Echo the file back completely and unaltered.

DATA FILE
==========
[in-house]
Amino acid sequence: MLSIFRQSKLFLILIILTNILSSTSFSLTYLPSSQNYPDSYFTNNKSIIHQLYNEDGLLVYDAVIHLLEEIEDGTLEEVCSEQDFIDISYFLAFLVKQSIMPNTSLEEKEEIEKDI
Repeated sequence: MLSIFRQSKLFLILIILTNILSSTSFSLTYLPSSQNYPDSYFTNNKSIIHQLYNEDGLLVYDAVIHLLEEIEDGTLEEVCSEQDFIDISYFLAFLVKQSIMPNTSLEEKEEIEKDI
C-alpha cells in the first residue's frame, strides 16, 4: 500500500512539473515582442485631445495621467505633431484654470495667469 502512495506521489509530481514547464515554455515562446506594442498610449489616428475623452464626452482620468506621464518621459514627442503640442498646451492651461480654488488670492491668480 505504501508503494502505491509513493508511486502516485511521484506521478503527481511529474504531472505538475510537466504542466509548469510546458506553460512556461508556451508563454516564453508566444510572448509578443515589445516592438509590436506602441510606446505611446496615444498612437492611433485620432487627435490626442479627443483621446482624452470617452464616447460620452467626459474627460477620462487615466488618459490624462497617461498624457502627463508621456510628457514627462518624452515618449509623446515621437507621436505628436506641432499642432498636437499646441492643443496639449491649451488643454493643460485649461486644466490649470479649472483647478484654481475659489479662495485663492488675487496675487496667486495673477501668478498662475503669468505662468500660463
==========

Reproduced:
[in-house]
Amino acid sequence: MLSIFRQSKLFLILIILTNILSSTSFSLTYLPSSQNYPDSYFTNNKSIIHQLYNEDGLLVYDAVIHLLEEIEDGTLEEVCSEQDFIDISYFLAFLVKQSIMPNTSLEEKEEIEKDI
Repeated sequence: MLSIFRQSKLFLILIILTNILSSTSFSLTYLPSSQNYPDSYFTNNKSIIHQLYNEDGLLVYDAVIHLLEEIEDGTLEEVCSEQDFIDISYFLAFLVKQSIMPNTSLEEKEEIEKDI
C-alpha cells in the first residue's frame, strides 16, 4: 500500500512539473515582442485631445495621467505633431484654470495667469 502512495506521489509530481514547464515554455515562446506594442498610449489616428475623452464626452482620468506621464518621459514627442503640442498646451492651461480654488488670492491668480 505504501508503494502505491509513493508511486502516485511521484506521478503527481511529474504531472505538475510537466504542466509548469510546458506553460512556461508556451508563454516564453508566444510572448509578443515589445516592438509590436506602441510606446505611446496615444498612437492611433485620432487627435490626442479627443483621446482624452470617452464616447460620452467626459474627460477620462487615466488618459490624462497617461498624457502627463508621456510628457514627462518624452515618449509623446515621437507621436505628436506641432499642432498636437499646441492643443496639449491649451488643454493643460485649461486644466490649470479649472483647478484654481475659489479662495485663492488675487496675487496667486495673477501668478498662475503669468505662468500660463